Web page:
The role of entanglement in determining the non-classicality of a given interaction has gained significant traction over the last few years. In particular, as the basis for new experimental proposals to test the quantum nature of the gravitational field. Here we show that the rate of gravity mediated entanglement between two otherwise isolated optomechanical systems can be significantly increased by modulating the optomechanical coupling. This is most pronounced for low mass, high frequency systems – convenient for reaching the quantum regime – and can lead to improvements of several orders of magnitude, as well as a broadening of the measurement window. Nevertheless, significant obstacles still remain. In particular, we find that modulations increase decoherence effects at the same rate as the entanglement improvements. This adds to the growing evidence that the constraint on noise (acting on the position d.o.f) depends only on the particle mass, separation, and temperature of the environment and cannot be improved by novel quantum control. Finally, we highlight the close connection between the observation of quantum correlations and the limits of measurement precision derived via the Cramér-Rao Bound. An immediate consequence is that probing superpositions of the gravitational field places similar demands on detector sensitivity as entanglement verification.
Such an experiment, however, is expected to be exceedingly difficult – with the entanglement rate depending on the mass, separation and superposition size (or more generally, variance) that can be achieved during coherent evolution. The latter in particular poses a significant obstacle to optomechanical systems, which are often regarded as one of the most attractive platforms for tests of macroscopic quantum physics. These rely on the radiation pressure of a light field to drive the dynamics of a mechanical oscillator, the variance of which depends on that of the field as well as the strength of the optomechanical coupling. However, achieving a high photon number variance is typically difficult, and so the conventional approach is to simply increase the number of photons in a (possibly squeezed) coherent light field. This cannot be done without limit, as if the mechanical elements are driven too hard they risk colliding. As a result, predicted entanglement times are typically much longer than even the most optimistic noise timescales.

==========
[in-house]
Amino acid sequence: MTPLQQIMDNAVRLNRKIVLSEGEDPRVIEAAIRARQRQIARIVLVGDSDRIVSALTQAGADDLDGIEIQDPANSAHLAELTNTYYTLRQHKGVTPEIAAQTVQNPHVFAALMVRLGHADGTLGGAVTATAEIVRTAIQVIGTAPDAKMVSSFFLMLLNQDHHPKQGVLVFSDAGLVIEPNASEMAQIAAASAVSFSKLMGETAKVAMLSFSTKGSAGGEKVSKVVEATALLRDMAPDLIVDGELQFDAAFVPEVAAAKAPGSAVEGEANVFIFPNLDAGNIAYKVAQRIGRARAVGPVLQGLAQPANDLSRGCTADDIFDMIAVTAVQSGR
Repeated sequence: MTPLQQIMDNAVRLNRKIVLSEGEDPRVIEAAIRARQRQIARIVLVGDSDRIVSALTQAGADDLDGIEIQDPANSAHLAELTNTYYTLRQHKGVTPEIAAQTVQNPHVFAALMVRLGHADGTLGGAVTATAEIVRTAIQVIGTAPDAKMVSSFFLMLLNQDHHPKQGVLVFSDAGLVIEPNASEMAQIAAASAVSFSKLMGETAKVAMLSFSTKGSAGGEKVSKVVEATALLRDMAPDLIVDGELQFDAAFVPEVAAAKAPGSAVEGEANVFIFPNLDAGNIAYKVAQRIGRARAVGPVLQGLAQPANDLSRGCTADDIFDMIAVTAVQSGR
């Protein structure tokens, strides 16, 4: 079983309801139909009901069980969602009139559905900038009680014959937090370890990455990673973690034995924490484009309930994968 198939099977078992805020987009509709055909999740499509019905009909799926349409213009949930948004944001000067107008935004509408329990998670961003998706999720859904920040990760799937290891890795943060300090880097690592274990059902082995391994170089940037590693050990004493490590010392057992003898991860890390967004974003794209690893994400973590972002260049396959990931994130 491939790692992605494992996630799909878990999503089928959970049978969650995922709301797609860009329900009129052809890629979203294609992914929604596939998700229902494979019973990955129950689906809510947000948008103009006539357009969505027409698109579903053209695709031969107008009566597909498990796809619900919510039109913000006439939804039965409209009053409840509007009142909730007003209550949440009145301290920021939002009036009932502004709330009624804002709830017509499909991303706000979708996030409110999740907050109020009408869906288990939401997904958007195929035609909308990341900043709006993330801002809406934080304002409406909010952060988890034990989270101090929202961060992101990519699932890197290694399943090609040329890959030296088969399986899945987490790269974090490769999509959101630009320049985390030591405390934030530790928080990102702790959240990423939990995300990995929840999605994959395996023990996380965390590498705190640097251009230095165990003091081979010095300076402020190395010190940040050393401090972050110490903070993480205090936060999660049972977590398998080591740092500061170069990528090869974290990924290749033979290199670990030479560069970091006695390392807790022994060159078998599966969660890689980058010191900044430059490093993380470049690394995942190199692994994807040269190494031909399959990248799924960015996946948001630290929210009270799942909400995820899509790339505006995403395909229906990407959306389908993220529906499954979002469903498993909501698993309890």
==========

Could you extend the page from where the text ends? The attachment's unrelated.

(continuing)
To address this problem, we show that if the optomechanical coupling strength, $k$, can be modulated close to the mechanical resonance, then the entanglement rate is significant enhanced – potentially by several orders of magnitude. This is because radiation pressure leads to a force on the mechanical elements proportional to the coupling, and so modulating $k$ is equivalent to resonantly driving the oscillator. As the force is also proportional to the photon number, fluctuations in the field are passed on to mechanics, but now enhanced by the increased displacement. This means that in ideal, zero noise conditions, state of the art systems could potentially generate appreciable entanglement on the order of seconds.
Unfortunately, however, we find that decoherence is also enhanced by a commensurate amount. This adds to a growing number of results – across multiple platforms – suggesting the existence of an unavoidable noise limit that depends only on the interaction term and the environment, i.e. it cannot be mitigated by local control or preparation of the mechanical states. In practice, this has severe implications for any attempts to probe gravity through entanglement tests. We highlight further difficulties by quantifying the extreme levels of control needed over the dynamics, which in the nonlinear optomechanical setting is reflected in both the degree that the mechanical frequencies of each oscillator must match as well as the measurement timing precision. Similar constraints should be expected in any experiment where entanglement is transferred from mechanical to ancilla degrees of freedom.
Finally, we compare our analysis against a variety of approximation methods, showing that these are often sufficient to obtain an accurate entanglement rate. In particular, by characterising the measurement sensitivity when two optomechanical systems are considered as a sensor-source pair, we find that the time needed to detect the quantum fluctuations in the source roughly coincides with that required to establish witnessable entanglement. This highlights the close connection to quantum metrology, and underlines the importance of improving sensor performance when attempting to access the quantum gravity regime.
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